I think we can all agree that many of the processes and support systems in place in the UK and Eire are broken. If 2020 has shown us anything is that, as long as the rich get richer and the poor get demonstrably poorer, all is right with the country that prides itself on, ahem, common sense. Universal credit, income support, jobseekers allowance, minimum wage, all systems that are some of the worst in Europe (not that matters anymore), and local councils overflowing with people with genuine concerns that are being sent to the bottom of the pile.
One of the biggest groups affected by such flaws in the system is both single parents and victims of domestic abuse, the subject of Phyllida Lloyd’s outstanding drama co-written by star Clare Dunne. She plays Sandra, a young mother in Dublin to two daughters who have been spat out by the system and is desperate to make a fresh break and provide her children a safe, happy home life, something none have had for a long time. Her ex-husband Gary (Ian Lloyd Anderson) won’t let her go without a fight and struggling to make ends meet with multiple jobs – bar lady and cleaner amongst them – she focuses all her energy on one thing: building her own home.
There’s no hiding from the story here. This is about domestic abuse and, from the off, Dunne and co-writer Malcolm Campbell want to put us in the midst of the worst place imaginable, in the room with Sandra as her husband returns, knowing what is to follow. Lloyd, swapping her Mamma Mia escapades for something much more grounded, fuels the film by keeping things simple, her camera moving with a quiet purpose without anything showy and allowing the raw edges to be seen and felt.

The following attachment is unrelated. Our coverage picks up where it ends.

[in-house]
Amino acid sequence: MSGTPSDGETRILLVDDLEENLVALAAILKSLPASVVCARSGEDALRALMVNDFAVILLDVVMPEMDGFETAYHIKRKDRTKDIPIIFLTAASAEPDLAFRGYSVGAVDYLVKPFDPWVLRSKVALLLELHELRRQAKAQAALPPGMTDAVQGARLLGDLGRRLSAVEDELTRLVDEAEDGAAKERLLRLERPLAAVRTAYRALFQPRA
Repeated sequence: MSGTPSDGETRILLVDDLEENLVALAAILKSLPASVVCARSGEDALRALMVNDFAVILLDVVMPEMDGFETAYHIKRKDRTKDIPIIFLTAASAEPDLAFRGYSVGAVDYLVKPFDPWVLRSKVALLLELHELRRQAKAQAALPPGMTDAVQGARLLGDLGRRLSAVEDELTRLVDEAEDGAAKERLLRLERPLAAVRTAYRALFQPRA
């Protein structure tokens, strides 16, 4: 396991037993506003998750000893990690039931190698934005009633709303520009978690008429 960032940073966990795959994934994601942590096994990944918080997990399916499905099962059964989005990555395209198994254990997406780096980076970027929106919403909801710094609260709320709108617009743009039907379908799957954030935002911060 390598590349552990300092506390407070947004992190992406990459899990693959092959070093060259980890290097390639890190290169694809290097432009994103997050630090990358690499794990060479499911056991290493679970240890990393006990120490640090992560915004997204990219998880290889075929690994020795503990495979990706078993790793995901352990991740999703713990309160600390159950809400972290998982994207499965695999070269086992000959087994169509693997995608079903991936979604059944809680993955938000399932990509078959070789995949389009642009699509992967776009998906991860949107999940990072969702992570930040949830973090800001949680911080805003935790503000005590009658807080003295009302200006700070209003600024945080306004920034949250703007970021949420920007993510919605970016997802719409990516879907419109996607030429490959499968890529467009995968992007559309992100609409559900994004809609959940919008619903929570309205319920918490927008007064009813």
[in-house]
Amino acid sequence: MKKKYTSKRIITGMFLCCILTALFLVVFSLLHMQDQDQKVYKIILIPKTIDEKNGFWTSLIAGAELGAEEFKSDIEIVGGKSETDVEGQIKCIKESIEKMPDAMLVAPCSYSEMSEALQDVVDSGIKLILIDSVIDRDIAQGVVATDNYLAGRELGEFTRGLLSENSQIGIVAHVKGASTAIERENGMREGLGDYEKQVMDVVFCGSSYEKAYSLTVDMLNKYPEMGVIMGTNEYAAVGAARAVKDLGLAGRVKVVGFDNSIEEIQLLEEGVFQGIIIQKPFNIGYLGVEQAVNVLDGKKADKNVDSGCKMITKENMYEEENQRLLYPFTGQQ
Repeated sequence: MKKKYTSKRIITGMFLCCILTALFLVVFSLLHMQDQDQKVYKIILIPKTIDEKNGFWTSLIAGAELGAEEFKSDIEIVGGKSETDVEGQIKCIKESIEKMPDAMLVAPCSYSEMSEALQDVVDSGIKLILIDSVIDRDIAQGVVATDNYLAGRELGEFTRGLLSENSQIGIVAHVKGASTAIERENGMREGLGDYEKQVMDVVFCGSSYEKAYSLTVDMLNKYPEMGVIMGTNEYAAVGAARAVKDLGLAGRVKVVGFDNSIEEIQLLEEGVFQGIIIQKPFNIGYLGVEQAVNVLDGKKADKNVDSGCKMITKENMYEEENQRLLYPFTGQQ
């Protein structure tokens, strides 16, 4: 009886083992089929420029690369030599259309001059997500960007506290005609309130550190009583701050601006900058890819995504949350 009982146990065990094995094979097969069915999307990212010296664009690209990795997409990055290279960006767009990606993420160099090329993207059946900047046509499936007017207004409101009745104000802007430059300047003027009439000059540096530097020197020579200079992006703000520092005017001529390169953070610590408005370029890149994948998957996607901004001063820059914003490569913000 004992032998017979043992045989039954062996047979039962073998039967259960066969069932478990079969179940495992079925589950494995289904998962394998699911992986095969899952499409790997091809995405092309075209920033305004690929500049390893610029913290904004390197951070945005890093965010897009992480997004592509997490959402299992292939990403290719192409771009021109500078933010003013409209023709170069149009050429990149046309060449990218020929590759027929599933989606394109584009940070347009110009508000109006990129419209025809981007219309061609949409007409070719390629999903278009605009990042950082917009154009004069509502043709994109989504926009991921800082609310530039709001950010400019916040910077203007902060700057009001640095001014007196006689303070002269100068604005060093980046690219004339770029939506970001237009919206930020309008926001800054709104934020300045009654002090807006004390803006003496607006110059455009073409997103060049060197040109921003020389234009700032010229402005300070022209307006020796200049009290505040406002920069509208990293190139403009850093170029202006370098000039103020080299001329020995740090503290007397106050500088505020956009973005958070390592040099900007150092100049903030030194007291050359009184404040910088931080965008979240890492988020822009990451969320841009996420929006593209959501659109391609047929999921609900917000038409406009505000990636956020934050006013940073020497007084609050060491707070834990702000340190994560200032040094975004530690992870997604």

But there is solace to be found and what separates the film from others of similar ilks is the balance between the dark and the light, between hope and despair, beautifully anchored by Dunne’s sensational central turn that imbues it with the same spirit and empowerment as her character shows. Add to the mix two brilliant supporting turns from Conleth Hill as the builder entrusted with making Sandra’s dreams come true and the always wonderful Harriet Walter, the mix is superbly balanced.
While it isn’t the most comfortable watch across its runtime, it isn’t supposed to be, instead of showing all the aspects of these issues with the State and the pains these people go through to permanently escape their anguish and their frustrations. Beautifully told with compassion, empathy, and humour – as life is – Herself is a real triumph and deserves the attention of many more than will get to see it.
Drama | Ireland, 2020 | 15 | BFI London Film Festival | 8th-10th October 2020 | Picturehouse Entertainment | Dir.Phyllida Lloyd | Clare Dunne, Harriet Walter, Conleth Hill